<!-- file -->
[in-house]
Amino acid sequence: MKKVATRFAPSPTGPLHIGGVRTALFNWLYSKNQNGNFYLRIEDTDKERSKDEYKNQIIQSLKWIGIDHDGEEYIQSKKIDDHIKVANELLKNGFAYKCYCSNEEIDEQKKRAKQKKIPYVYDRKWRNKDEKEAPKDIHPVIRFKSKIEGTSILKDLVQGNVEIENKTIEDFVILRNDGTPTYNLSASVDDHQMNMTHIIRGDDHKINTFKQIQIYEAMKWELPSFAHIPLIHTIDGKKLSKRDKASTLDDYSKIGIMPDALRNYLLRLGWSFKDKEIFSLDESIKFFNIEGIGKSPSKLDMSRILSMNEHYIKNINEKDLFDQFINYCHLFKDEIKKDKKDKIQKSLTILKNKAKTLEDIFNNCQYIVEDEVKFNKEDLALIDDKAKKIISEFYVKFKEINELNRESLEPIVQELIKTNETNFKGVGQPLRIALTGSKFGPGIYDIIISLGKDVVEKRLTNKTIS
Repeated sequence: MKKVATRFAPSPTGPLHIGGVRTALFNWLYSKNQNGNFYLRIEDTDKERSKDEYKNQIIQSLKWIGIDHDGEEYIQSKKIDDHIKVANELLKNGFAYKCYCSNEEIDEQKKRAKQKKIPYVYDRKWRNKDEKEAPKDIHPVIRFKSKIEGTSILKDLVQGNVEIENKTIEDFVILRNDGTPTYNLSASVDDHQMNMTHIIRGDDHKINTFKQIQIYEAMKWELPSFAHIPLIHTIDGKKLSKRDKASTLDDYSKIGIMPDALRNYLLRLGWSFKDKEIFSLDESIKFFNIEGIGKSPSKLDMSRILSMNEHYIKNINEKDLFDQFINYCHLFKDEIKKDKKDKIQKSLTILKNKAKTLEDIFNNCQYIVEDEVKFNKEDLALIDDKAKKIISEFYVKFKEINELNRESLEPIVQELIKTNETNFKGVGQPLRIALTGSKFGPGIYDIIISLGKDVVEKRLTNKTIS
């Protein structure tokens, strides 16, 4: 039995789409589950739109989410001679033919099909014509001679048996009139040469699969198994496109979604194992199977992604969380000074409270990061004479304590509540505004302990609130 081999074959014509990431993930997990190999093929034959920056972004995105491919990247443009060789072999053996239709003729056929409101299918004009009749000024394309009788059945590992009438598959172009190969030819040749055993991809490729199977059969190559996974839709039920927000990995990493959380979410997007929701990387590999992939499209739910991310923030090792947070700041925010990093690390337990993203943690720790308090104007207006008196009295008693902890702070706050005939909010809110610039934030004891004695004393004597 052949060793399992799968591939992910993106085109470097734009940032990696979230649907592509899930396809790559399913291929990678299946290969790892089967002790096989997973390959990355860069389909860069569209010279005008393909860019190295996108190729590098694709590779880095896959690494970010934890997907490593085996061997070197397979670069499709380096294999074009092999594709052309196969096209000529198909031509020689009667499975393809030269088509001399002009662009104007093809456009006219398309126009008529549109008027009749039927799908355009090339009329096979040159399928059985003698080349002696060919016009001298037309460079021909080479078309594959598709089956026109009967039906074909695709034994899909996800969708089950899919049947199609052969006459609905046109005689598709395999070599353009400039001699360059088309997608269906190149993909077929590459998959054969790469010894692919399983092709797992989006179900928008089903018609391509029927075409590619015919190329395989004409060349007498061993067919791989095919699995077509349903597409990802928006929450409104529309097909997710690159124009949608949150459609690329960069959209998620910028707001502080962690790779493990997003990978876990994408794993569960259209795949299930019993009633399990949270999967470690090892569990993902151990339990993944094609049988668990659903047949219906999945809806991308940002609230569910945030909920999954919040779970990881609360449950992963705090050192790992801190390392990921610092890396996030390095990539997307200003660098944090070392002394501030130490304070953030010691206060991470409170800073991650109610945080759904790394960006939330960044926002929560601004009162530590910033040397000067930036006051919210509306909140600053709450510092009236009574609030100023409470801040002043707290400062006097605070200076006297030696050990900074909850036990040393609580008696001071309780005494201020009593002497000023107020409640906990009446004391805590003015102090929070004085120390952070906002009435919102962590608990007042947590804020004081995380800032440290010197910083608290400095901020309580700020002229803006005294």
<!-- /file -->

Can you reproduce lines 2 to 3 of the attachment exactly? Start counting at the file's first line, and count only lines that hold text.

Amino acid sequence: MKKVATRFAPSPTGPLHIGGVRTALFNWLYSKNQNGNFYLRIEDTDKERSKDEYKNQIIQSLKWIGIDHDGEEYIQSKKIDDHIKVANELLKNGFAYKCYCSNEEIDEQKKRAKQKKIPYVYDRKWRNKDEKEAPKDIHPVIRFKSKIEGTSILKDLVQGNVEIENKTIEDFVILRNDGTPTYNLSASVDDHQMNMTHIIRGDDHKINTFKQIQIYEAMKWELPSFAHIPLIHTIDGKKLSKRDKASTLDDYSKIGIMPDALRNYLLRLGWSFKDKEIFSLDESIKFFNIEGIGKSPSKLDMSRILSMNEHYIKNINEKDLFDQFINYCHLFKDEIKKDKKDKIQKSLTILKNKAKTLEDIFNNCQYIVEDEVKFNKEDLALIDDKAKKIISEFYVKFKEINELNRESLEPIVQELIKTNETNFKGVGQPLRIALTGSKFGPGIYDIIISLGKDVVEKRLTNKTIS
Repeated sequence: MKKVATRFAPSPTGPLHIGGVRTALFNWLYSKNQNGNFYLRIEDTDKERSKDEYKNQIIQSLKWIGIDHDGEEYIQSKKIDDHIKVANELLKNGFAYKCYCSNEEIDEQKKRAKQKKIPYVYDRKWRNKDEKEAPKDIHPVIRFKSKIEGTSILKDLVQGNVEIENKTIEDFVILRNDGTPTYNLSASVDDHQMNMTHIIRGDDHKINTFKQIQIYEAMKWELPSFAHIPLIHTIDGKKLSKRDKASTLDDYSKIGIMPDALRNYLLRLGWSFKDKEIFSLDESIKFFNIEGIGKSPSKLDMSRILSMNEHYIKNINEKDLFDQFINYCHLFKDEIKKDKKDKIQKSLTILKNKAKTLEDIFNNCQYIVEDEVKFNKEDLALIDDKAKKIISEFYVKFKEINELNRESLEPIVQELIKTNETNFKGVGQPLRIALTGSKFGPGIYDIIISLGKDVVEKRLTNKTIS